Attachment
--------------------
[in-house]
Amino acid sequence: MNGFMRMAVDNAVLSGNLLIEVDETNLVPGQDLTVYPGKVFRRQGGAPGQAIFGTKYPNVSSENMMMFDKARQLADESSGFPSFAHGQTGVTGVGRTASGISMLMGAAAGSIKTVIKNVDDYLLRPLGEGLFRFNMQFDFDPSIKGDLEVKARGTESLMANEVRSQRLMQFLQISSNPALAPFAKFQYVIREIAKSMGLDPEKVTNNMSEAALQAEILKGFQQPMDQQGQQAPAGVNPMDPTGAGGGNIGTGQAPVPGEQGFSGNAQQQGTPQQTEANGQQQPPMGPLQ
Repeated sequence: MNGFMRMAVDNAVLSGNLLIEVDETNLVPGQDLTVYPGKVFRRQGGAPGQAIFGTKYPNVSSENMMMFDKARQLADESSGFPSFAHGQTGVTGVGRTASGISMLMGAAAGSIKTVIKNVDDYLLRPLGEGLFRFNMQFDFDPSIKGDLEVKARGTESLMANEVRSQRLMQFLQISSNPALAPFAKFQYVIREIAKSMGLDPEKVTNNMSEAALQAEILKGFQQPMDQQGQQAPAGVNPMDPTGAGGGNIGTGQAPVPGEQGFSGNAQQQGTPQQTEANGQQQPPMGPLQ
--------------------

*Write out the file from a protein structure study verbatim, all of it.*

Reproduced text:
[in-house]
Amino acid sequence: MNGFMRMAVDNAVLSGNLLIEVDETNLVPGQDLTVYPGKVFRRQGGAPGQAIFGTKYPNVSSENMMMFDKARQLADESSGFPSFAHGQTGVTGVGRTASGISMLMGAAAGSIKTVIKNVDDYLLRPLGEGLFRFNMQFDFDPSIKGDLEVKARGTESLMANEVRSQRLMQFLQISSNPALAPFAKFQYVIREIAKSMGLDPEKVTNNMSEAALQAEILKGFQQPMDQQGQQAPAGVNPMDPTGAGGGNIGTGQAPVPGEQGFSGNAQQQGTPQQTEANGQQQPPMGPLQ
Repeated sequence: MNGFMRMAVDNAVLSGNLLIEVDETNLVPGQDLTVYPGKVFRRQGGAPGQAIFGTKYPNVSSENMMMFDKARQLADESSGFPSFAHGQTGVTGVGRTASGISMLMGAAAGSIKTVIKNVDDYLLRPLGEGLFRFNMQFDFDPSIKGDLEVKARGTESLMANEVRSQRLMQFLQISSNPALAPFAKFQYVIREIAKSMGLDPEKVTNNMSEAALQAEILKGFQQPMDQQGQQAPAGVNPMDPTGAGGGNIGTGQAPVPGEQGFSGNAQQQGTPQQTEANGQQQPPMGPLQ